• When a call gets emotional, end it.  You will achieve nothing else. –CAP, Steen Wagner, Ludford, Plaskon
  • Don’t over complicate the role of a manager/leader.  First, if something is broken in one area of the org it is that area’s responsibility to fix it (and learn in the process).  If it is broken in 2 or more areas then it is the leader’s job to fix it because it is a systemic issue.  Second, if something is working well in an area of the organization it is the leaders responsibility to operationalize it and spread it to the rest of the organization.  Finally, it is the leaders job to get good people, keep them challenged, and put them in a position to do what they do best everyday.  – East CSE Team
  • If you really need something done give it to whomever on your team is the busiest. 
  • After seeing 50+ ‘business plans’ for an open job role they all start to blend together.  Don’t forget that everyone else applying for the job is probably a rockstar just like you.  Keep your plan simple – focus on why you want the job, focus on the business – what would you invest in or divest in. What innovative things would you do? Only at the end should you talk about why you are the right person.  The fact you are the right person should be conveyed in your plan and not your list of past achievements, certs, and awards. –Doug
  • We all run fast.  Not investing in yourself or your team’s infrastructure because you are running fast is an excuse.  You should always pay yourself first.  No matter how busy your team is you should always invest 20% of your time on ways to scale.   -Tandberg Merger
  • As you rise in responsibility it is more and more important to do less.  Keep things simple. You have 10, 50, 100 or more people you are trying to steer.  Do you really think those people are going to execute on that amazing list of 10 initiatives you created? They will be overwhelmed, give up, and do what they did before.  –Fehrunnisa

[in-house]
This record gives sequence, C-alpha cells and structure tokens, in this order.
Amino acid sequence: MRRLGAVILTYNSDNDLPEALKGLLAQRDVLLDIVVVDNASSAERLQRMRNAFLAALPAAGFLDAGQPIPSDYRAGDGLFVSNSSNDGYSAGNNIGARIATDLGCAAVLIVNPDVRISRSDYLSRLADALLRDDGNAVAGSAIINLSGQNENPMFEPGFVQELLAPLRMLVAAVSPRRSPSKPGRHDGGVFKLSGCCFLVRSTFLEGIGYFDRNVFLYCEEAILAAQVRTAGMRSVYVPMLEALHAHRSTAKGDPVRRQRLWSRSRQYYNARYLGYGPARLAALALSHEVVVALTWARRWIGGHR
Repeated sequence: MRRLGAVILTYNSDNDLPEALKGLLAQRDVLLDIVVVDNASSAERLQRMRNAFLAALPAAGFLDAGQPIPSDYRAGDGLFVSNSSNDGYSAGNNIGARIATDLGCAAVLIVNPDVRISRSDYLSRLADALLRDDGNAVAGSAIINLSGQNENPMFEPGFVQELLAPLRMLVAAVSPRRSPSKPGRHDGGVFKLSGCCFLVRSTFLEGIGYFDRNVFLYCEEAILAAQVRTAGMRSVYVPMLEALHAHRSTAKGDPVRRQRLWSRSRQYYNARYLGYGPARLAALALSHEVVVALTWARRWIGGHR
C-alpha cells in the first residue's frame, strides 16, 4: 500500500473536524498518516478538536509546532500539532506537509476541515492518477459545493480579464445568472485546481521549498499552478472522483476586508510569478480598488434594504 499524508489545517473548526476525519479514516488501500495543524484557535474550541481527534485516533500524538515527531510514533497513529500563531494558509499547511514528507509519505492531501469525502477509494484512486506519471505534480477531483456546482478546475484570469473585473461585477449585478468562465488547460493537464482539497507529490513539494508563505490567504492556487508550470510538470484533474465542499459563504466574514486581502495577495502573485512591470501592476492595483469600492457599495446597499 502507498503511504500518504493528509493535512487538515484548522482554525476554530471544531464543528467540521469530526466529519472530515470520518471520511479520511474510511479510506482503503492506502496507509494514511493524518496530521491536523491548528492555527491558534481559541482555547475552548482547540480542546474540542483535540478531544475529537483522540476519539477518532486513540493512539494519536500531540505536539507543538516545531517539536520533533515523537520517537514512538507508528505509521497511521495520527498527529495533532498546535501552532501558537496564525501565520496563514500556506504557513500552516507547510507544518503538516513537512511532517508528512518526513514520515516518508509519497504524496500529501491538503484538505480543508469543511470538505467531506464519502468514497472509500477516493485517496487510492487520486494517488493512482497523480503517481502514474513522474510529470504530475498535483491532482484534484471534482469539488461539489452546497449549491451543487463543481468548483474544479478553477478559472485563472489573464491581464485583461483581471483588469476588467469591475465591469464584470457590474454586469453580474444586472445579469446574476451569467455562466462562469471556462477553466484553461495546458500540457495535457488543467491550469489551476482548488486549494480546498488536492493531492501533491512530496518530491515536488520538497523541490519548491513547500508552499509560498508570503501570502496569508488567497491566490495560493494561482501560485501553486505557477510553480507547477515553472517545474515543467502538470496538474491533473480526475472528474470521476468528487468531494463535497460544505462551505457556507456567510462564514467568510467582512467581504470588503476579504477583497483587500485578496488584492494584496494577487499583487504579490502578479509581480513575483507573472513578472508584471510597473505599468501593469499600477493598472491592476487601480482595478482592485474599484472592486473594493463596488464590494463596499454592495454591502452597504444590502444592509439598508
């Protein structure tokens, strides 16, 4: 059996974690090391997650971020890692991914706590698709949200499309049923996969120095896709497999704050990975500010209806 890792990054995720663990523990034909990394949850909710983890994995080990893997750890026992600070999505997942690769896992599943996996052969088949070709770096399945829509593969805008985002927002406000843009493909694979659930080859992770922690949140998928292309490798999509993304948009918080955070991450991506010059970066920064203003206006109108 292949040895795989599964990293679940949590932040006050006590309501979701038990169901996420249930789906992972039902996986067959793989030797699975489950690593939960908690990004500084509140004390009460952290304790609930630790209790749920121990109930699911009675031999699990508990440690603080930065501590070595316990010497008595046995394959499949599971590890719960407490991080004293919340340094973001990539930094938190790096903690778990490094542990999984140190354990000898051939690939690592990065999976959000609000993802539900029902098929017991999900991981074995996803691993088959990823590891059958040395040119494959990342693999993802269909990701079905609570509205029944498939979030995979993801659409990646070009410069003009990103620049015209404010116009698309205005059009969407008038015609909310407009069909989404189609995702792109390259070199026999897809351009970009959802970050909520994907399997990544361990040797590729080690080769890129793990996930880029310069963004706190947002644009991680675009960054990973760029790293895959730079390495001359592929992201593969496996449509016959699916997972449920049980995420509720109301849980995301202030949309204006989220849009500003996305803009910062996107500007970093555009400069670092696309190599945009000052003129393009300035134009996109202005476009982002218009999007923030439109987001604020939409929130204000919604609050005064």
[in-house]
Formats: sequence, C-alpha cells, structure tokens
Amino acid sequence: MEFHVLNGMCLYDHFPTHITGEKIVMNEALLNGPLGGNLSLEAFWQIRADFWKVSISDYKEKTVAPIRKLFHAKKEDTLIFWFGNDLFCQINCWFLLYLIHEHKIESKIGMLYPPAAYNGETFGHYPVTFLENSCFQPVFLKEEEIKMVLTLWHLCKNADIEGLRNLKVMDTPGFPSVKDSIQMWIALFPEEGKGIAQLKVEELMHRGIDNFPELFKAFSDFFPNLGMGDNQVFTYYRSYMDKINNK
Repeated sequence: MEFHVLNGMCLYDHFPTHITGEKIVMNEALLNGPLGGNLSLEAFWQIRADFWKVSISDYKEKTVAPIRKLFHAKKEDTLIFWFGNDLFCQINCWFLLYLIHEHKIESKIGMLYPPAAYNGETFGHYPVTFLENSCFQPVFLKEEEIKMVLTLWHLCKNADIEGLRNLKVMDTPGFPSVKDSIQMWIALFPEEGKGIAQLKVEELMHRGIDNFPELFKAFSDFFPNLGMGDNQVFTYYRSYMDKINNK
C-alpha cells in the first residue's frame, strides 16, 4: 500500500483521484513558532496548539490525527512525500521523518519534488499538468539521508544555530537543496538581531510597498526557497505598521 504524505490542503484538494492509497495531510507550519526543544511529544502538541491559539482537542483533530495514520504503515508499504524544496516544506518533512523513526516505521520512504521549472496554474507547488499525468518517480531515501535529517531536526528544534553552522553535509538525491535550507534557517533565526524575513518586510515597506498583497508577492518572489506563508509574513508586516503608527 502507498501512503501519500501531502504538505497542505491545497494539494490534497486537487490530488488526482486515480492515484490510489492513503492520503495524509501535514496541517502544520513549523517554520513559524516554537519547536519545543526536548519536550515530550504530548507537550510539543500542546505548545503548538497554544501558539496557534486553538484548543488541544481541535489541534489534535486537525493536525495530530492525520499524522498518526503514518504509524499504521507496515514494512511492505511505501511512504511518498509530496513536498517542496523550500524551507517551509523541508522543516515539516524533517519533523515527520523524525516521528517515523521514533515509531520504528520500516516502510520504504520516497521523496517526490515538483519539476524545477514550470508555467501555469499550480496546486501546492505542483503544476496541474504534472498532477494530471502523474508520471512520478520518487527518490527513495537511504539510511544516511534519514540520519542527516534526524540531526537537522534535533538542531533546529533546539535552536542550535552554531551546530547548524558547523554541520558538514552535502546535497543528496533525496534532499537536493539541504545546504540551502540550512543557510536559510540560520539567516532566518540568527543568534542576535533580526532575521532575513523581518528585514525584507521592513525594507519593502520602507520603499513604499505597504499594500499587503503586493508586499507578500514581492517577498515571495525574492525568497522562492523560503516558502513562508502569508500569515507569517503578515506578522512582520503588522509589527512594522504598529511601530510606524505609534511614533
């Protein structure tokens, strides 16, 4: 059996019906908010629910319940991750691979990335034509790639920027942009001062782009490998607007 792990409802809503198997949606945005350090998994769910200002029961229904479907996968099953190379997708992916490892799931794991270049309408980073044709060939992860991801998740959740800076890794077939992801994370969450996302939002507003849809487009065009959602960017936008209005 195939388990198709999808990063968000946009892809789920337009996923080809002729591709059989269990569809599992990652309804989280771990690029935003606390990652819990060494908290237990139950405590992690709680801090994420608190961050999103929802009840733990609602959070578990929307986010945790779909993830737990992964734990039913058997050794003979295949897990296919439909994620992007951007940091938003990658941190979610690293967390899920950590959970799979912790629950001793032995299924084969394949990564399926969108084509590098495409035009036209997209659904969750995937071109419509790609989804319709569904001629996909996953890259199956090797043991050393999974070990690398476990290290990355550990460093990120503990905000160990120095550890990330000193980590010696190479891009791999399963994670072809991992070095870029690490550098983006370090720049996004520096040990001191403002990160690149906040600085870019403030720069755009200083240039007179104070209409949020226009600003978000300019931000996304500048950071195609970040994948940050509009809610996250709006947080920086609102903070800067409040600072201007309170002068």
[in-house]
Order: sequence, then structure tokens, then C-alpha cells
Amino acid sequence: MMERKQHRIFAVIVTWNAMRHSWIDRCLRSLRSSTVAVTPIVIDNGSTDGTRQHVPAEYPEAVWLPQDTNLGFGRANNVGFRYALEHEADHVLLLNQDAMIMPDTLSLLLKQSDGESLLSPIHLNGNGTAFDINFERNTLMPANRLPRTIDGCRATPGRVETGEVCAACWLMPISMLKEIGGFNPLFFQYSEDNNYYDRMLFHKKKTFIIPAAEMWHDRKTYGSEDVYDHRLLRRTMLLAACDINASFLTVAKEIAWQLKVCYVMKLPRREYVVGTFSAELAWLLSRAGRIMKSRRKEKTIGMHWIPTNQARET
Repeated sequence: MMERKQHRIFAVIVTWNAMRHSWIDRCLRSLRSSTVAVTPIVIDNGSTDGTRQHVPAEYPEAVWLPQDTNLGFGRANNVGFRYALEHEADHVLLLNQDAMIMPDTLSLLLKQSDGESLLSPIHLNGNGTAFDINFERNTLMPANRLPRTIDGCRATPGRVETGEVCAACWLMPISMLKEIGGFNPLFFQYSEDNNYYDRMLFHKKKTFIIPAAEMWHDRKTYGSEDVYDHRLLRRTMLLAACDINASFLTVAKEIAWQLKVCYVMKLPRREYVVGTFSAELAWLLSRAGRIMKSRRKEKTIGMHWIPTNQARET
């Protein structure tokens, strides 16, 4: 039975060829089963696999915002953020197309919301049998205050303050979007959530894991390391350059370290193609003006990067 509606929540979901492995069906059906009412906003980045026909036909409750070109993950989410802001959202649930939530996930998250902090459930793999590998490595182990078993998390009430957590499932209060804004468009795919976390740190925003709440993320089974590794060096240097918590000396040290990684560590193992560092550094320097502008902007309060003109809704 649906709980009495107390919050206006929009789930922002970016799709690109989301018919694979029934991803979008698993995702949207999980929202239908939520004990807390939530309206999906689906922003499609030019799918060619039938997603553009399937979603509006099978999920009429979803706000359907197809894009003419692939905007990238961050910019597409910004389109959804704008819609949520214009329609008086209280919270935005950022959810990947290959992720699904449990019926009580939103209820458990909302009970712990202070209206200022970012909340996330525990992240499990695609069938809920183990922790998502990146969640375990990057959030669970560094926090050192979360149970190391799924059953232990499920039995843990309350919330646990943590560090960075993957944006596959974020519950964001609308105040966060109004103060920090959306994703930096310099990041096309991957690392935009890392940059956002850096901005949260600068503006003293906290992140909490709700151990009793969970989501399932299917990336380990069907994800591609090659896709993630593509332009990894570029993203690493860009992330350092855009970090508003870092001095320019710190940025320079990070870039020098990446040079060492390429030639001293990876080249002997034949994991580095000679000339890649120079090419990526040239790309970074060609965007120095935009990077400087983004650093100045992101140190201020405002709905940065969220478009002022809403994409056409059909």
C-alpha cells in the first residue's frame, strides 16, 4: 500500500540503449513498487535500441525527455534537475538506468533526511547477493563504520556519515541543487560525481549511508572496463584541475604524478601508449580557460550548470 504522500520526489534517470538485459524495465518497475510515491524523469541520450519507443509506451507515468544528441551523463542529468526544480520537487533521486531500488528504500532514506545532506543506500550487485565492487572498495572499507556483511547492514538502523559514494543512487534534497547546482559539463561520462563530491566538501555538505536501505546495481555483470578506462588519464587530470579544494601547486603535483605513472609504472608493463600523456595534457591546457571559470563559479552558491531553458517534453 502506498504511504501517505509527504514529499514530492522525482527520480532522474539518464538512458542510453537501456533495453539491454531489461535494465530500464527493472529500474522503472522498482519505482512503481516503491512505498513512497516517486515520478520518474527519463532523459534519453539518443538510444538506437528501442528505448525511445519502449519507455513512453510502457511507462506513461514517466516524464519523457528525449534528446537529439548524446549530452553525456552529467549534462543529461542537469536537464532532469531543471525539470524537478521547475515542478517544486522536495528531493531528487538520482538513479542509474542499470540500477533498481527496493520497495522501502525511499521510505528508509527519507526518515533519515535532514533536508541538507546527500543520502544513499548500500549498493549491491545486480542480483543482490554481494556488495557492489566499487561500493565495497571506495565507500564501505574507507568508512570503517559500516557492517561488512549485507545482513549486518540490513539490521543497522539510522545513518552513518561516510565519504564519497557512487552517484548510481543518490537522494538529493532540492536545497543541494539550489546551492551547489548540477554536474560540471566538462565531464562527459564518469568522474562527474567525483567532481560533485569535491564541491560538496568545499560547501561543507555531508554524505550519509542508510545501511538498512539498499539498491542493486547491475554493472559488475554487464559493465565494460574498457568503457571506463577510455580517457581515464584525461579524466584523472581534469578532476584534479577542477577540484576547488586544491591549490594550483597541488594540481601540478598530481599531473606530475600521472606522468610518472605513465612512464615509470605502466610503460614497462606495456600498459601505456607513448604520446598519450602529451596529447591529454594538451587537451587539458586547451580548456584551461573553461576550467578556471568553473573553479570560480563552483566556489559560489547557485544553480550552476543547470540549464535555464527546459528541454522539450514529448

• Never take a job for a title or pay.  Take the job where you can learn the most.  Every time I did that it was invaluable. A year or two later I always ended up in a higher position with higher pay and a higher title – all by doing a job I loved. – Me
  • If when you assess your career path and respond “to be a Grade 12” you probably take a step back and ask why?  What does a higher grade get you?  What is the real outcome you are looking for.  Figure out what you love to do – and set your goal to that.  The money and other items will work themselves out.  
  • Always do the right thing for customers, company, shareholders, and people.  
  • The right thing isn’t always the easy thing.  
  • The tech industry is a small world. People are what make the world run.  Your relationships with those people outlast everything. 

As you can see, I have learned a tremendous amount from all of you.  It is said that people leave companies because of their managers or because they have stopped learning.  I have been fortunate to work for great leaders who supported our team and myself.  They made the company feel small and allowed us to break glass and make things better.  In turn I hope I was able to take the lessons learned above from all of you and made our team a place where you never wanted to leave because of the manager.  

It is the second reason why I am leaving Cisco.  I have had the joy of working in development, post sales, and pre-sales.  I learned enough to create this long list… and more!  Now I am ready to learn different ways of doing business, how to create a large enterprise from a small company, and how to apply the lessons learned above. 

Thank you all for a great internship and an unbelievable career.  I am looking forward to staying in touch.